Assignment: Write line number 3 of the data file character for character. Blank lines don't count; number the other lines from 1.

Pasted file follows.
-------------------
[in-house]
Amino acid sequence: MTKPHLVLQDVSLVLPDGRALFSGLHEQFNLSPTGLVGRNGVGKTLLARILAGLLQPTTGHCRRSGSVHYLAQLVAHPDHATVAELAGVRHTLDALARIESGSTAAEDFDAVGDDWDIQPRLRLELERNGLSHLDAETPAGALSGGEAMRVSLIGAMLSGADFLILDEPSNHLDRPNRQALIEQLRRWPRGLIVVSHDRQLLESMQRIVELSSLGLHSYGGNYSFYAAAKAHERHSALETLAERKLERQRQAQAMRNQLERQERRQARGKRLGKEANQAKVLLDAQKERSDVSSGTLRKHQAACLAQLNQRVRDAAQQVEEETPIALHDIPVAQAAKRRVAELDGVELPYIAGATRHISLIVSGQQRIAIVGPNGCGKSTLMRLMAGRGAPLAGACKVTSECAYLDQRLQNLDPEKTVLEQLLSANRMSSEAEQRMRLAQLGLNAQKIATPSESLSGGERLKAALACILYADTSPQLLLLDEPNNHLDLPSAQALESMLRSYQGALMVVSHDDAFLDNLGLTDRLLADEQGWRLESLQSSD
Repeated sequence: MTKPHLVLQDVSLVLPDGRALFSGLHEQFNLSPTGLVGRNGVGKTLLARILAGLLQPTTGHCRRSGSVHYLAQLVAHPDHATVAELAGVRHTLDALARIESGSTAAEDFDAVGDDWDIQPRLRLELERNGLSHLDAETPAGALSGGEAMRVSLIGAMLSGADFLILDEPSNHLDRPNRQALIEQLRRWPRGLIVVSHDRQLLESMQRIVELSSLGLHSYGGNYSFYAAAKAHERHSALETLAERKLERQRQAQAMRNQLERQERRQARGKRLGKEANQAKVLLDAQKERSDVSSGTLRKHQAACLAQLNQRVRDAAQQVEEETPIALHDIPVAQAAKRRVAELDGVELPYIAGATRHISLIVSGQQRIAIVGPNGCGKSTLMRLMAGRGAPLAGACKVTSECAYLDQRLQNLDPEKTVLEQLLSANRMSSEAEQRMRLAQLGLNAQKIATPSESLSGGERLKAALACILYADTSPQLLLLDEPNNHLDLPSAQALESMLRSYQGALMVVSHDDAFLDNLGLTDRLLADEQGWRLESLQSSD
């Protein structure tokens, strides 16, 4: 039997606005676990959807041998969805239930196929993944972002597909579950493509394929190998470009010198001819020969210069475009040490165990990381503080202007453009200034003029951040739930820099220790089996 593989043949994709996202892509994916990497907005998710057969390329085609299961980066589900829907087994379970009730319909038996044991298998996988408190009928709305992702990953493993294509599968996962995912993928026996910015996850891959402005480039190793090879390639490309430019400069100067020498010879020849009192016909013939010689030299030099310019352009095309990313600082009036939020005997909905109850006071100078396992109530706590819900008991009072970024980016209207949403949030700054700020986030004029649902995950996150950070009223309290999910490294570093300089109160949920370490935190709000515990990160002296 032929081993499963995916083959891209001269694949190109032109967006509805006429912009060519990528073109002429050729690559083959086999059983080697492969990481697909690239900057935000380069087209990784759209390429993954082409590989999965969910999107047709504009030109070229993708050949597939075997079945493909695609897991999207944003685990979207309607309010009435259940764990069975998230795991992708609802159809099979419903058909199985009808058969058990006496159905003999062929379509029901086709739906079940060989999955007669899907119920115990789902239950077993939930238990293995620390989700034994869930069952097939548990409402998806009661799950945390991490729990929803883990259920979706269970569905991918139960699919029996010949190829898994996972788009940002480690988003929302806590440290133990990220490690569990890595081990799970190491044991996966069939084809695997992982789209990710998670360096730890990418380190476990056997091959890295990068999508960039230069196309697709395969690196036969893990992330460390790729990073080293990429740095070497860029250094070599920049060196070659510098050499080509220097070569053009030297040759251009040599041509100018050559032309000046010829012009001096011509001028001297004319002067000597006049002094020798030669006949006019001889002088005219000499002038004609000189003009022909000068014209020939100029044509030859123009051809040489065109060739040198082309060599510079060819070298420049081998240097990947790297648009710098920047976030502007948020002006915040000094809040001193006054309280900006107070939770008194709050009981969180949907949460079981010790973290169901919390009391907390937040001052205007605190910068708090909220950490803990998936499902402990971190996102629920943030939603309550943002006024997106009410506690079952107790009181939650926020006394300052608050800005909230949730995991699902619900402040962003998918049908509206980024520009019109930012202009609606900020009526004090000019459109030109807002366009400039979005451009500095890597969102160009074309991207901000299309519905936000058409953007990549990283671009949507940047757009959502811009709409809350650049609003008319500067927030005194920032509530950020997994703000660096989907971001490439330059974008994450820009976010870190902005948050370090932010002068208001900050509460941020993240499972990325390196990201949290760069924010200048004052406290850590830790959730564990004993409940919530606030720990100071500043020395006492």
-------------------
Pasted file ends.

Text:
Repeated sequence: MTKPHLVLQDVSLVLPDGRALFSGLHEQFNLSPTGLVGRNGVGKTLLARILAGLLQPTTGHCRRSGSVHYLAQLVAHPDHATVAELAGVRHTLDALARIESGSTAAEDFDAVGDDWDIQPRLRLELERNGLSHLDAETPAGALSGGEAMRVSLIGAMLSGADFLILDEPSNHLDRPNRQALIEQLRRWPRGLIVVSHDRQLLESMQRIVELSSLGLHSYGGNYSFYAAAKAHERHSALETLAERKLERQRQAQAMRNQLERQERRQARGKRLGKEANQAKVLLDAQKERSDVSSGTLRKHQAACLAQLNQRVRDAAQQVEEETPIALHDIPVAQAAKRRVAELDGVELPYIAGATRHISLIVSGQQRIAIVGPNGCGKSTLMRLMAGRGAPLAGACKVTSECAYLDQRLQNLDPEKTVLEQLLSANRMSSEAEQRMRLAQLGLNAQKIATPSESLSGGERLKAALACILYADTSPQLLLLDEPNNHLDLPSAQALESMLRSYQGALMVVSHDDAFLDNLGLTDRLLADEQGWRLESLQSSD